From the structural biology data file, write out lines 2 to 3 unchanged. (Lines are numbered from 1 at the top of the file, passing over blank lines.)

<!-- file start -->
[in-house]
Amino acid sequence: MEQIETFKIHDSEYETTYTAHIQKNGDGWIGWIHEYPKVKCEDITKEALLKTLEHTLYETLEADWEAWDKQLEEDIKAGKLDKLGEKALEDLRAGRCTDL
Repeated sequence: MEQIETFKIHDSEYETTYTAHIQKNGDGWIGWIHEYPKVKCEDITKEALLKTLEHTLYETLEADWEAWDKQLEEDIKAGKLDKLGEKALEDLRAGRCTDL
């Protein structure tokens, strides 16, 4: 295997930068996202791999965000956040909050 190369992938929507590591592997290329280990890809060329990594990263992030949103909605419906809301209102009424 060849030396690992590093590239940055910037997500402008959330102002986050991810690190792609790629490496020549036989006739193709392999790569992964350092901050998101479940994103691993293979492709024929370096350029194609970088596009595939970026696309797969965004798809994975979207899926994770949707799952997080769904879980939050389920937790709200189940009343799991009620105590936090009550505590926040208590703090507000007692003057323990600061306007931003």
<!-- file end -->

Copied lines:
Amino acid sequence: MEQIETFKIHDSEYETTYTAHIQKNGDGWIGWIHEYPKVKCEDITKEALLKTLEHTLYETLEADWEAWDKQLEEDIKAGKLDKLGEKALEDLRAGRCTDL
Repeated sequence: MEQIETFKIHDSEYETTYTAHIQKNGDGWIGWIHEYPKVKCEDITKEALLKTLEHTLYETLEADWEAWDKQLEEDIKAGKLDKLGEKALEDLRAGRCTDL